Digital transformation; A marriage between the Public and Private sector
The title of this blog was inspired from a recent digital thought leader conference (the ‘Digital Transformational Congress’) that was held on July 26th at the Gallagher Convention Center in Johannesburg.
I want to share with you a few insights from the several panel discussions we witnessed and how these insights can be localized.
First off, there is an obvious KEY common element in the ‘marriage’ between the two sectors and it is simply, people.
If we do not have open-minded and responsible people in play, this whole conversation on digital transformation cannot be pushed forward in either sector.
Admittedly, the leverage that new technology offers reduces dependency on the government to entirely provide services. However for this to work another element to the marriage relationship needs to be fixed – ‘trust.’
The private sector needs to figure out how to attach ‘value’ to establishing this ‘trust’ because trust is an invaluable asset in building relationships. Eventually, this will drive delivery in solutions that are cost-effective across the board.
Increasing domestic revenues was among the top priorities expressed during the recent budget reading for financial year 2018/19. But how can the public sector ease the collection of revenue and quicken the pace of digitally transforming its operations?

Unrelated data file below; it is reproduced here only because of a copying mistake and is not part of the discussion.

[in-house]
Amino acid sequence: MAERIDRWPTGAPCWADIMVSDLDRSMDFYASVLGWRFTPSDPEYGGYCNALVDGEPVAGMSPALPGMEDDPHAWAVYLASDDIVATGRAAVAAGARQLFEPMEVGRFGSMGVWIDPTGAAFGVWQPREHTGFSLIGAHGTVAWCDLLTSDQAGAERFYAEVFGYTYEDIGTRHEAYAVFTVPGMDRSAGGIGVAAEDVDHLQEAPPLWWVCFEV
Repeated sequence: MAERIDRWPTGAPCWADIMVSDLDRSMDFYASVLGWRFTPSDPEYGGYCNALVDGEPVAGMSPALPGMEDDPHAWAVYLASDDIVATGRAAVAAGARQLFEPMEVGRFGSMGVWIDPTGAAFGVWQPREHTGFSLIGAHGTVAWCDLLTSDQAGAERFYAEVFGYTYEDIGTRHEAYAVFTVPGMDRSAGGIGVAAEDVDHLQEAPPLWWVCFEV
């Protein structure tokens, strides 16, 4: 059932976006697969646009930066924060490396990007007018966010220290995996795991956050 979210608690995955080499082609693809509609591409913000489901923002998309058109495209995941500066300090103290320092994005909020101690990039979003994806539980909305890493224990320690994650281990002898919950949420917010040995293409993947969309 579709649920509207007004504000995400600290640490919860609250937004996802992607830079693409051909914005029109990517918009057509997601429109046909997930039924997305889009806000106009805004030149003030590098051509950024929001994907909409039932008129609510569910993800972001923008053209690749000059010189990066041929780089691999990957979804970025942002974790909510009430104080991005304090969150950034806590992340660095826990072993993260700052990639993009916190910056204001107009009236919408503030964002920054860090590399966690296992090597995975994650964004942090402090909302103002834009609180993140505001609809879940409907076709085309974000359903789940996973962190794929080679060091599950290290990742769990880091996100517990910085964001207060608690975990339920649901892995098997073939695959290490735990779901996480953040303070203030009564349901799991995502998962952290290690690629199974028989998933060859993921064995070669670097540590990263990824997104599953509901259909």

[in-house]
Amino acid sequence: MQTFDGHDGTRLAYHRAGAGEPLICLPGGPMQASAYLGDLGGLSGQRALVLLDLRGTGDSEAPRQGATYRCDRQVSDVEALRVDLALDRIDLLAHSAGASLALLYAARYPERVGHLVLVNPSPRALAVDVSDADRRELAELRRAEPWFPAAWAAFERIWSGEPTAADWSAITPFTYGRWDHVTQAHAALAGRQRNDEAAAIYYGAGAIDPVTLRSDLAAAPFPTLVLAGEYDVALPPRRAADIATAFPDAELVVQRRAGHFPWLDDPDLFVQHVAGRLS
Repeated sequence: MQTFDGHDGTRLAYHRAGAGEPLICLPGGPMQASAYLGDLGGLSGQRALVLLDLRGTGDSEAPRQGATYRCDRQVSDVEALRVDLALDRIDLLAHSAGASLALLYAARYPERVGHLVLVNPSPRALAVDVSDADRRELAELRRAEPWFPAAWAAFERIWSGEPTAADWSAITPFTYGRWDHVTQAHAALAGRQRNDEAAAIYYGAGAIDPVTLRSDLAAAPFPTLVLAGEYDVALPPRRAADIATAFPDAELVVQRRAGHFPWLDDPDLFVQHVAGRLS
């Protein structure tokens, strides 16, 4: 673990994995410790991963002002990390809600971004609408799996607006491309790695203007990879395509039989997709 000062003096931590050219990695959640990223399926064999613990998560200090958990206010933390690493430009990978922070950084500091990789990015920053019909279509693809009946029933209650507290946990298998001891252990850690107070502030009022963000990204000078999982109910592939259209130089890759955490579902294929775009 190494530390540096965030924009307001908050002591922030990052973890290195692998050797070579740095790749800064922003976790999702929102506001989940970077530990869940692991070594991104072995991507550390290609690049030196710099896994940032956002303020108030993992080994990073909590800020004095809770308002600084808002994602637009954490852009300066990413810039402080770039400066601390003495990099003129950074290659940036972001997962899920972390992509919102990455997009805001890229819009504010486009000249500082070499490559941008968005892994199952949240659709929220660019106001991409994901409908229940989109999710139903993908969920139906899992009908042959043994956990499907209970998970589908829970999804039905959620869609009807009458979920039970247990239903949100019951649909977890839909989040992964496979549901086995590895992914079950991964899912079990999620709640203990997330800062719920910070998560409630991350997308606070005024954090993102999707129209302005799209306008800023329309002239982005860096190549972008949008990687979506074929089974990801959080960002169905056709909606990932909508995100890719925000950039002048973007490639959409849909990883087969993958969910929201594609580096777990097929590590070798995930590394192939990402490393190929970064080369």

I believe the answers to these challenges can address the shortcomings that hinder efficient public sector operations and private sector business expansion.
Lebo Gunguluza , the Group Chairman Gem Group, kicked off one conversation by highlighting the need for the public to have easy access to basic levels of public services.
Digital technology provides this solution, but the public sector managers have to do more to match up with the private sector.
However, both sectors need to be careful about the ‘hype’. This digital transformation is being viewed too much as a fashionable trend whilst the bigger picture is that it is a huge challenge to overcome if the marriage is to work.
Both partners must also consider ‘scale’ with the main objective of reaching everyone (the customers/citizens) in the business services ecosystem.
However it is also advisable to shift perspective NOT to think of this digital transformation as an alternative, but a new way of life. This is a process that has proved its value and lastly is the way to do business in 21st century. But as we set out in the beginning, it takes two to make it work, both public and private sectors must learn to read from the same page.